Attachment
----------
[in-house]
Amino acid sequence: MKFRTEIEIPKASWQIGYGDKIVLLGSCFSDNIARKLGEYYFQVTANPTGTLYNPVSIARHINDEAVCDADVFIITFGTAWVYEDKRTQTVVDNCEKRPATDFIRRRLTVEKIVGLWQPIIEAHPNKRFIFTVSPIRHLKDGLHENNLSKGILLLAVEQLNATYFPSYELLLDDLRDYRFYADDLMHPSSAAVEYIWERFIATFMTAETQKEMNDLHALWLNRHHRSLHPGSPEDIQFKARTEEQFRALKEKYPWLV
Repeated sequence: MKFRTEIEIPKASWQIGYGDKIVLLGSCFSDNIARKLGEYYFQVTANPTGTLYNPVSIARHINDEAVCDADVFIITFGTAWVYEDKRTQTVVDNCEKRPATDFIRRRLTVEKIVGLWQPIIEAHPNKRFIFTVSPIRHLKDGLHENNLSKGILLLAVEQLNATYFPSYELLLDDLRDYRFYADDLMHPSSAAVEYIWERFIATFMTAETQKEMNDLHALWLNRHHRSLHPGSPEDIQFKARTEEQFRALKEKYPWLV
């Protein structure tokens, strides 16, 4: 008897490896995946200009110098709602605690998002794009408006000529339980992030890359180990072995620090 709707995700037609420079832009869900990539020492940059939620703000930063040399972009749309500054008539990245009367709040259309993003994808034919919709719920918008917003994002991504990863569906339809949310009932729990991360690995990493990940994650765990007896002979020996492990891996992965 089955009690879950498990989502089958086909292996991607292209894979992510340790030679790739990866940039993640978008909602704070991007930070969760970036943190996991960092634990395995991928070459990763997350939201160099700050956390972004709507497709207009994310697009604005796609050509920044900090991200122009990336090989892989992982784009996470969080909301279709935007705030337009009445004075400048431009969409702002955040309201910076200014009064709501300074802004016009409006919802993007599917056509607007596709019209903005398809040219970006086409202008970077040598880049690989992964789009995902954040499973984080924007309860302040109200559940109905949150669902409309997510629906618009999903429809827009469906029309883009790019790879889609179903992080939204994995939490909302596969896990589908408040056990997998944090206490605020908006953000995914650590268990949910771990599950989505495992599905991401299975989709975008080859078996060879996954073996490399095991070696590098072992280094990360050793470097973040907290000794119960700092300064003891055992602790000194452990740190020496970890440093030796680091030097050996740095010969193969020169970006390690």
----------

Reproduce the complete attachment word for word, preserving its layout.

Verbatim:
[in-house]
Amino acid sequence: MKFRTEIEIPKASWQIGYGDKIVLLGSCFSDNIARKLGEYYFQVTANPTGTLYNPVSIARHINDEAVCDADVFIITFGTAWVYEDKRTQTVVDNCEKRPATDFIRRRLTVEKIVGLWQPIIEAHPNKRFIFTVSPIRHLKDGLHENNLSKGILLLAVEQLNATYFPSYELLLDDLRDYRFYADDLMHPSSAAVEYIWERFIATFMTAETQKEMNDLHALWLNRHHRSLHPGSPEDIQFKARTEEQFRALKEKYPWLV
Repeated sequence: MKFRTEIEIPKASWQIGYGDKIVLLGSCFSDNIARKLGEYYFQVTANPTGTLYNPVSIARHINDEAVCDADVFIITFGTAWVYEDKRTQTVVDNCEKRPATDFIRRRLTVEKIVGLWQPIIEAHPNKRFIFTVSPIRHLKDGLHENNLSKGILLLAVEQLNATYFPSYELLLDDLRDYRFYADDLMHPSSAAVEYIWERFIATFMTAETQKEMNDLHALWLNRHHRSLHPGSPEDIQFKARTEEQFRALKEKYPWLV
């Protein structure tokens, strides 16, 4: 008897490896995946200009110098709602605690998002794009408006000529339980992030890359180990072995620090 709707995700037609420079832009869900990539020492940059939620703000930063040399972009749309500054008539990245009367709040259309993003994808034919919709719920918008917003994002991504990863569906339809949310009932729990991360690995990493990940994650765990007896002979020996492990891996992965 089955009690879950498990989502089958086909292996991607292209894979992510340790030679790739990866940039993640978008909602704070991007930070969760970036943190996991960092634990395995991928070459990763997350939201160099700050956390972004709507497709207009994310697009604005796609050509920044900090991200122009990336090989892989992982784009996470969080909301279709935007705030337009009445004075400048431009969409702002955040309201910076200014009064709501300074802004016009409006919802993007599917056509607007596709019209903005398809040219970006086409202008970077040598880049690989992964789009995902954040499973984080924007309860302040109200559940109905949150669902409309997510629906618009999903429809827009469906029309883009790019790879889609179903992080939204994995939490909302596969896990589908408040056990997998944090206490605020908006953000995914650590268990949910771990599950989505495992599905991401299975989709975008080859078996060879996954073996490399095991070696590098072992280094990360050793470097973040907290000794119960700092300064003891055992602790000194452990740190020496970890440093030796680091030097050996740095010969193969020169970006390690």